As we prepare to hear Jesus’s last words, we hear him pray the words of Psalm 31, a prayer that his mother would have taught him when he was a little boy – a prayer that would be common to many Jewish children, God, into your hands I entrust my life. This was Jesus’ eternal hope that is ultimately ours – God is entrusted with our lives, and our deaths. For this is the same prayer we say on the good and bad days, the green pasture moments, and the valleys of the shadow of death…“Father, into your hands I entrust my life.”

Poetry Jan RichardsoN

That he can still speak.
That in the depths of his pain and his dying, he does not cease to say what he needs to say.
That as he lets go, he leaves them with words of comfort and release, of lamentation and love.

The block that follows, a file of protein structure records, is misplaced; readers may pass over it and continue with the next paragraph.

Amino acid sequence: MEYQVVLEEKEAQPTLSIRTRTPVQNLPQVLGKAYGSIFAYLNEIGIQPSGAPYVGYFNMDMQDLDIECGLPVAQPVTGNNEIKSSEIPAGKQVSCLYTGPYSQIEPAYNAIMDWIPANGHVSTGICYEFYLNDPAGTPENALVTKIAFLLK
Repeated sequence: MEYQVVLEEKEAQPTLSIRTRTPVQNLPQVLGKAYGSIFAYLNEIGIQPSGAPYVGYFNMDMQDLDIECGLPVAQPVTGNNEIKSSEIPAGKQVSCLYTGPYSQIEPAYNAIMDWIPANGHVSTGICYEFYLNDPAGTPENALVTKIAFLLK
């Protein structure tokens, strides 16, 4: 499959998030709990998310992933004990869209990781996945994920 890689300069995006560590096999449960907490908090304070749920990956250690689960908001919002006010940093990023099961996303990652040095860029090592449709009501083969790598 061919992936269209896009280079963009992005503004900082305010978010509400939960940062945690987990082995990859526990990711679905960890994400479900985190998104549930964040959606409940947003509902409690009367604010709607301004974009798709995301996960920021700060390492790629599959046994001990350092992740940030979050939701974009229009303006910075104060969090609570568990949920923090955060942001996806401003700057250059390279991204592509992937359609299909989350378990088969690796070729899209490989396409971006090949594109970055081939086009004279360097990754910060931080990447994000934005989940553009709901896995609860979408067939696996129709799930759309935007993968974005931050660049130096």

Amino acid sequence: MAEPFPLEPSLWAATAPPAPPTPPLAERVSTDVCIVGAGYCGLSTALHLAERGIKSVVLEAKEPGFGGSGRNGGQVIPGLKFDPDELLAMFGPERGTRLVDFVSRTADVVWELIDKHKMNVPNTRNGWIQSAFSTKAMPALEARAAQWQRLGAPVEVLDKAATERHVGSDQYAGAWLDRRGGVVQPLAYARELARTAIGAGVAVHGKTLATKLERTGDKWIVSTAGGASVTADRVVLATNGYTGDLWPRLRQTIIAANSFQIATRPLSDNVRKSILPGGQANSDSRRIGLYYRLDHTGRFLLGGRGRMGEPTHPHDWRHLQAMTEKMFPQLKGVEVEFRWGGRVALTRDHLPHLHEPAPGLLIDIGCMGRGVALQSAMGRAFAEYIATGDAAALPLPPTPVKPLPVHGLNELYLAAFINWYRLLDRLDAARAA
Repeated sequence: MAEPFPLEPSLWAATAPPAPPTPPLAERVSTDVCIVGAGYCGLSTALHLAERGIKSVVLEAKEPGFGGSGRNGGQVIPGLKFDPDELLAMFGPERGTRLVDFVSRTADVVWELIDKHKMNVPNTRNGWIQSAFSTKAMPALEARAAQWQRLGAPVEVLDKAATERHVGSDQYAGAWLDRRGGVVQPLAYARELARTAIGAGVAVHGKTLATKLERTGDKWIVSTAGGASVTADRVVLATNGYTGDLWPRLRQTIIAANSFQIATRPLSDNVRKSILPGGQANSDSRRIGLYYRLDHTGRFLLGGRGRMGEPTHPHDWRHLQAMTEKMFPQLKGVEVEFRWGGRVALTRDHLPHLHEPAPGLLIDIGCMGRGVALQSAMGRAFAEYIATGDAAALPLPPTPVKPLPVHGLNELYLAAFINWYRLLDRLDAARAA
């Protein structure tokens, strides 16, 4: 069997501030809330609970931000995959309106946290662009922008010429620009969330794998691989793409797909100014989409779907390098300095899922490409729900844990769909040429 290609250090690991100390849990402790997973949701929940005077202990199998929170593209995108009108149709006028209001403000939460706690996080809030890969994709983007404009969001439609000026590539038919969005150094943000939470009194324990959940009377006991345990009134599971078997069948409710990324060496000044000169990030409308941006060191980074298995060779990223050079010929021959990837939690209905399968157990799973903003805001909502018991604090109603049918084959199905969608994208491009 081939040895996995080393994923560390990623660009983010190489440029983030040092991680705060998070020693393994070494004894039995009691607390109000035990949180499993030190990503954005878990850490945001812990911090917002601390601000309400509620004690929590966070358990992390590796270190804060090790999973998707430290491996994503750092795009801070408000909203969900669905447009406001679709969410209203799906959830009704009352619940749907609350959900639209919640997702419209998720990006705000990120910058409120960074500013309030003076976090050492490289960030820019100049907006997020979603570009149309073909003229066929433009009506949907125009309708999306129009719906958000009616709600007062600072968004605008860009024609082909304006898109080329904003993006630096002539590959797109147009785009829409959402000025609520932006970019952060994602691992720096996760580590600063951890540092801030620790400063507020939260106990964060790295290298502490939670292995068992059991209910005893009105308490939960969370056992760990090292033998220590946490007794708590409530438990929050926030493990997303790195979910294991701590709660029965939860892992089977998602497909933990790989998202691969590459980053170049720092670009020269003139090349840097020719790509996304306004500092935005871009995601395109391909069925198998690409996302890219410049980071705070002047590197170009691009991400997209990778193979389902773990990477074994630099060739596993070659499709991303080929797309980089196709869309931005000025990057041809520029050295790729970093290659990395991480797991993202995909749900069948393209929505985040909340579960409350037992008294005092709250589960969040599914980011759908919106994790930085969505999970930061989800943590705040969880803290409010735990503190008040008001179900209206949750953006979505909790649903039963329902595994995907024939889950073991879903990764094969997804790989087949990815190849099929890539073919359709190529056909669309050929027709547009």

Forgive. You will be with me. Behold. Forsaken. Thirst. Finished. Into your hands.
Knowing that these are his last words, but not his final ones.
That after this, there will be a span of silence. And that soon the silence will come to an end.
For now, we watch, we weep, we bear witness, we wait.

Christmas and Easter can be subjects for poetry, but Good Friday, like Auschwitz, cannot.
The reality is so horrible, it is not surprising that people should have found it
a stumbling block to faith. W.H. Auden

Choir Anthem The Love that Clothes itself in Light
Seven Last Words Reunion (Luke 23:44-46)

It was now about noon, and darkness covered the whole earth until about three o’clock, while the sun stopped shining. Then the curtain in the sanctuary tore down the middle. Crying out in a loud voice, Jesus said, “Father, into your hands I entrust my life.” After he said this, he breathed for the last time.

Silence and Extinguish the Christ Candle

We Depart this Time of Worship
in Silence

One Comment

  1. I enjoyed the Good Friday service–lots of work to pull together the reflections and music. Lots to think about.

    Janice